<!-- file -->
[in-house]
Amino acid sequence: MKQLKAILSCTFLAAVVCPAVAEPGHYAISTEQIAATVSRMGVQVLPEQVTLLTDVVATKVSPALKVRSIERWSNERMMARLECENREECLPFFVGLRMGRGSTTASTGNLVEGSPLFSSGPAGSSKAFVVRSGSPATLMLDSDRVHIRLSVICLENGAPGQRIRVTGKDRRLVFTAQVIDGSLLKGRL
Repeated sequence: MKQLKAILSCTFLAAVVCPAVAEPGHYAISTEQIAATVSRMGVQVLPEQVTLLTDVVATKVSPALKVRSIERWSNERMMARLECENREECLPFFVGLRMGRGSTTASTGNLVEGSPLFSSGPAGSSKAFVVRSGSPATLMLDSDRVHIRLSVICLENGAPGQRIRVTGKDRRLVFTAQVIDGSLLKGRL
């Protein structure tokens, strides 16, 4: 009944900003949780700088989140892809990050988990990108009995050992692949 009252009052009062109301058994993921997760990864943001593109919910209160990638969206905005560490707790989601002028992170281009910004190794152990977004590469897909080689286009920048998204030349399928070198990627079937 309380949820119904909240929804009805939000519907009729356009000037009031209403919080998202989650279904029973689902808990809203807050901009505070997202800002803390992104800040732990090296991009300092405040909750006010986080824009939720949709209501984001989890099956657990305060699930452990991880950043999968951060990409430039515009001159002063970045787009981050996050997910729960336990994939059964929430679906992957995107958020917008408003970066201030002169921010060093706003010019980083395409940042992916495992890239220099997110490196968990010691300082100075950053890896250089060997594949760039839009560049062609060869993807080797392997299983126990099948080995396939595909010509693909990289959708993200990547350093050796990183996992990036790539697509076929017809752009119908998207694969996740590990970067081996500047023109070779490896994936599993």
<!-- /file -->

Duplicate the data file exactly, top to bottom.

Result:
[in-house]
Amino acid sequence: MKQLKAILSCTFLAAVVCPAVAEPGHYAISTEQIAATVSRMGVQVLPEQVTLLTDVVATKVSPALKVRSIERWSNERMMARLECENREECLPFFVGLRMGRGSTTASTGNLVEGSPLFSSGPAGSSKAFVVRSGSPATLMLDSDRVHIRLSVICLENGAPGQRIRVTGKDRRLVFTAQVIDGSLLKGRL
Repeated sequence: MKQLKAILSCTFLAAVVCPAVAEPGHYAISTEQIAATVSRMGVQVLPEQVTLLTDVVATKVSPALKVRSIERWSNERMMARLECENREECLPFFVGLRMGRGSTTASTGNLVEGSPLFSSGPAGSSKAFVVRSGSPATLMLDSDRVHIRLSVICLENGAPGQRIRVTGKDRRLVFTAQVIDGSLLKGRL
């Protein structure tokens, strides 16, 4: 009944900003949780700088989140892809990050988990990108009995050992692949 009252009052009062109301058994993921997760990864943001593109919910209160990638969206905005560490707790989601002028992170281009910004190794152990977004590469897909080689286009920048998204030349399928070198990627079937 309380949820119904909240929804009805939000519907009729356009000037009031209403919080998202989650279904029973689902808990809203807050901009505070997202800002803390992104800040732990090296991009300092405040909750006010986080824009939720949709209501984001989890099956657990305060699930452990991880950043999968951060990409430039515009001159002063970045787009981050996050997910729960336990994939059964929430679906992957995107958020917008408003970066201030002169921010060093706003010019980083395409940042992916495992890239220099997110490196968990010691300082100075950053890896250089060997594949760039839009560049062609060869993807080797392997299983126990099948080995396939595909010509693909990289959708993200990547350093050796990183996992990036790539697509076929017809752009119908998207694969996740590990970067081996500047023109070779490896994936599993």